PARIS — Germany will not seek a stake in the company born from a planned merger of European aerospace giant EADS and British defense group BAE Systems, French newspaper Le Figaro reported Oct. 2.
The German media have been speculating that Berlin planned to take an equal stake in the merged company as France, a move that could have jeopardized tie-up plans.
But Le Figaro, which quoted “a good source,” reported that “the German state is not asking for a stake” as part of demands that it has put forward to EADS in merger negotiations.
Beyond guarantees on jobs, the industrial sites, research and development, Berlin is rather seeking greater representation in the new firm, such as “for example the number of German administrators,” according to someone close to EADS quoted by Le Figaro.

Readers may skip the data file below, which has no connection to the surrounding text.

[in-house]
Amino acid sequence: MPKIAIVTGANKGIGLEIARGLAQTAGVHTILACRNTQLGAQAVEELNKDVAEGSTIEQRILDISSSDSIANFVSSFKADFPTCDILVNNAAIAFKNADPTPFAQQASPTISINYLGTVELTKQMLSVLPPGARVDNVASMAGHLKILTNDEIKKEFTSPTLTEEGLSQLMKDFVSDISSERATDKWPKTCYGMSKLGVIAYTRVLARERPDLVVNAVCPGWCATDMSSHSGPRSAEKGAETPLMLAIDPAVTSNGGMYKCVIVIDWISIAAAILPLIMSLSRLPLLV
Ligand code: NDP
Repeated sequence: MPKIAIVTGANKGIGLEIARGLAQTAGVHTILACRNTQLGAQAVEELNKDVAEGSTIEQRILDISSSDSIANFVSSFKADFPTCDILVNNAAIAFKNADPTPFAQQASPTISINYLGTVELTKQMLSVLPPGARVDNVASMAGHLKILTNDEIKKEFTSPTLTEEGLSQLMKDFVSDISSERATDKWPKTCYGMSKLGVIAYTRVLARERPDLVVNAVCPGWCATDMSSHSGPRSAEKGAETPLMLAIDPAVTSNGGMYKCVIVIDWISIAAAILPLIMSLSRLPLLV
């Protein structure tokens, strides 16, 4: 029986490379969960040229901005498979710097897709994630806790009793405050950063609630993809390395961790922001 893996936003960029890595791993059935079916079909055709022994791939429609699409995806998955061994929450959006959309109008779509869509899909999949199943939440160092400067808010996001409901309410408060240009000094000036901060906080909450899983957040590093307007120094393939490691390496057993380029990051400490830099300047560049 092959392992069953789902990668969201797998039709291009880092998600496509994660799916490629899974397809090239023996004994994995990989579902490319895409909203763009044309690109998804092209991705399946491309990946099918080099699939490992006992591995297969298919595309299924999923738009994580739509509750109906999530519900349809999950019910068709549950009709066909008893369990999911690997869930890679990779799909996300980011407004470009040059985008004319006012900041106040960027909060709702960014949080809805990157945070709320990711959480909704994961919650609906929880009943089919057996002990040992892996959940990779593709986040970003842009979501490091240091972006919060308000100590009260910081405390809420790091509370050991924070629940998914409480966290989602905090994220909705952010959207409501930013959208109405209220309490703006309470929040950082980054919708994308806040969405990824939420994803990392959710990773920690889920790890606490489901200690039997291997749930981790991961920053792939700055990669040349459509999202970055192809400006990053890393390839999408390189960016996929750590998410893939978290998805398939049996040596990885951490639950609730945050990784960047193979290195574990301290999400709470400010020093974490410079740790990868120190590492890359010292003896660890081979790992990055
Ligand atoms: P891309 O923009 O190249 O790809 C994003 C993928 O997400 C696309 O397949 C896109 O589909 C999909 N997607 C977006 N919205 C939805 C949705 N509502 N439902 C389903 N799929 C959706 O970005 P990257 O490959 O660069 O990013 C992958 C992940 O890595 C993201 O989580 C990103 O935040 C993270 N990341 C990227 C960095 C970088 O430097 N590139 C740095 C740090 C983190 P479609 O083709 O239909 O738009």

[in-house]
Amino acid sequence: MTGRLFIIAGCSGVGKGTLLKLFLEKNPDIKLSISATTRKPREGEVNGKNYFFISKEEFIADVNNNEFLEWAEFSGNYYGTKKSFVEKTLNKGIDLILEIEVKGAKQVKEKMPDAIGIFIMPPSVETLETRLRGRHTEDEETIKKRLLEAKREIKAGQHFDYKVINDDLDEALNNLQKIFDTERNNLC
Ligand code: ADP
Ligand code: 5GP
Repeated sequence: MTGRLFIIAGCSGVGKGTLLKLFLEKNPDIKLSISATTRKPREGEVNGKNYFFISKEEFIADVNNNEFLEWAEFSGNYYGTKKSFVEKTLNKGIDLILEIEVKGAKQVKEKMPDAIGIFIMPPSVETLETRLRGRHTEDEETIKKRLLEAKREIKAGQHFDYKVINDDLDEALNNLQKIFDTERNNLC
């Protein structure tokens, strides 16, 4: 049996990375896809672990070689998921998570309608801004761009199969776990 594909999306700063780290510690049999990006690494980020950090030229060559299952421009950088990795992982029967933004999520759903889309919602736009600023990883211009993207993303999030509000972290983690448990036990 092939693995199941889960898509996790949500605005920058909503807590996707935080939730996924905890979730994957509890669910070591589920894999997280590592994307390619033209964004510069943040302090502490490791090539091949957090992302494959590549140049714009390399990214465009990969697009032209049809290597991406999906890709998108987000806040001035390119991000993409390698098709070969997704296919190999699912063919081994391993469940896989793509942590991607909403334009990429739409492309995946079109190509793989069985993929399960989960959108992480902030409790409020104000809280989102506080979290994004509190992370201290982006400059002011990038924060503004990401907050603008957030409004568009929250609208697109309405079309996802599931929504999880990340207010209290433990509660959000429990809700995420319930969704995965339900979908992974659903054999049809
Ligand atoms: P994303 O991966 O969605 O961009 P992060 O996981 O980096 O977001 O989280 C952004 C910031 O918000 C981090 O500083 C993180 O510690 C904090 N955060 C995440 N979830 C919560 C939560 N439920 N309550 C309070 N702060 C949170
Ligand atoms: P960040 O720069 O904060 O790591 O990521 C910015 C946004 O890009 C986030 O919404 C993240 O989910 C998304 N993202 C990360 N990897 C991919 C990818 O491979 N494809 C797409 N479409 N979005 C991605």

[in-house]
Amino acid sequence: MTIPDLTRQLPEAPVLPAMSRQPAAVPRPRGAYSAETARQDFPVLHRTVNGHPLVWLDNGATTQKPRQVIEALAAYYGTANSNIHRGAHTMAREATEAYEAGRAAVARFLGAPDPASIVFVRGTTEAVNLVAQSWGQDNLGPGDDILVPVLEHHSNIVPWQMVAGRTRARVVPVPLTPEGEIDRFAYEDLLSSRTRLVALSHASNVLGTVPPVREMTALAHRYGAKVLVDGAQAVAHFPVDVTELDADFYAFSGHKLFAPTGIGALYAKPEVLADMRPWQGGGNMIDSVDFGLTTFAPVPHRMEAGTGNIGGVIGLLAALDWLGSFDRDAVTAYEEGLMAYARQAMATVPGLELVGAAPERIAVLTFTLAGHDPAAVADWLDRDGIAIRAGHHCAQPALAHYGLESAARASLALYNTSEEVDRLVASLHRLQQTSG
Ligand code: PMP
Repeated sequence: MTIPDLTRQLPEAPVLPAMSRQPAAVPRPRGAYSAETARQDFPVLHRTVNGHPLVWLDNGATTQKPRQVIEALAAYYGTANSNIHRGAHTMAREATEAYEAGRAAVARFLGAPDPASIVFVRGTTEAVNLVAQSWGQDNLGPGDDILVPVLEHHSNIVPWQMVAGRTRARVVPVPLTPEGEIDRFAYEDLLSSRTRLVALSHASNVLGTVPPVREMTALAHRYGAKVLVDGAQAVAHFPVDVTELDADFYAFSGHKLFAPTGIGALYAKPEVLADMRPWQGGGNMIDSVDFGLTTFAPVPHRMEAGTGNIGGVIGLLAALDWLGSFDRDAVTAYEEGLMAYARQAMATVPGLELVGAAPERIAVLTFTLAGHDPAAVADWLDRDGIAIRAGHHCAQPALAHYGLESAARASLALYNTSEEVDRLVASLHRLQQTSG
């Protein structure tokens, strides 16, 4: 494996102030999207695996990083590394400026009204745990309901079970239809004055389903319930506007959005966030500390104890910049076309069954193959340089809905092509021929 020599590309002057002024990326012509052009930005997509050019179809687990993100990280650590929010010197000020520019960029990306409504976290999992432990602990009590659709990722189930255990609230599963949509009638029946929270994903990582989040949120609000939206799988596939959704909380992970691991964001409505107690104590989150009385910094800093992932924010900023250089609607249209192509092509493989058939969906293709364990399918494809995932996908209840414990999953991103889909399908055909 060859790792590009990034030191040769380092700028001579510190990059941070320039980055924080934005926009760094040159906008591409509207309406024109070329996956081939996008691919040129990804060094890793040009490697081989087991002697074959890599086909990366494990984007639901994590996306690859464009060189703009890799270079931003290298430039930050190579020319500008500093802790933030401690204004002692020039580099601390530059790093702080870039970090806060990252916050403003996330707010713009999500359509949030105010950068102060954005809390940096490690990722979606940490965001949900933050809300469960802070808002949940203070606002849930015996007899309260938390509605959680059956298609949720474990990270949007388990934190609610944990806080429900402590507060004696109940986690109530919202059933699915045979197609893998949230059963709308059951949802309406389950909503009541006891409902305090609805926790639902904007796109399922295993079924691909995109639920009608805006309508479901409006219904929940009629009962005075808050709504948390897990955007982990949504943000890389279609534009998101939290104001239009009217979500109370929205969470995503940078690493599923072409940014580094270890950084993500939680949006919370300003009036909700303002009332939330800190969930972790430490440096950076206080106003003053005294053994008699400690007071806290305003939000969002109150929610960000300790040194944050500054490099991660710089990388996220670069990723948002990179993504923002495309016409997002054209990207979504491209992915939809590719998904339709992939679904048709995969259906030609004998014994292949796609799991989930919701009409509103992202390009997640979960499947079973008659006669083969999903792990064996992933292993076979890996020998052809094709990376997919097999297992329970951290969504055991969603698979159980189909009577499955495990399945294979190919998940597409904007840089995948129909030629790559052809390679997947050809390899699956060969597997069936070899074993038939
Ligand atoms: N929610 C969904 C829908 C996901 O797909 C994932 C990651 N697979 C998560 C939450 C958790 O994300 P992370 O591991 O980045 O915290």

EADS would not comment on the report.
Moves by France and Germany to seek a stake in the new firm could torpedo the merger plan, as it is aimed partly at loosening sovereign control in order to facilitate it winning defense contracts in the United States.
The United States is highly skeptical of handing out defense contracts to semi-public foreign companies.
Berlin, Paris and London each has a veto right on the merger negotiations.
The British government prefers the three states each receive a “special share,” which would allow each to block any entity from holding more than 15 percent of the merged firm.
EADS, which controls aircraft maker Airbus, and British arms manufacturer BAE Systems announced plans on Sept. 12 to create a $45-billion (35-billion-euro) giant to rival Boeing of the United States.
The companies have until Oct. 10 to make a formal statement to the authorities to say that the deal is going ahead, is being abandoned, or to request a delay.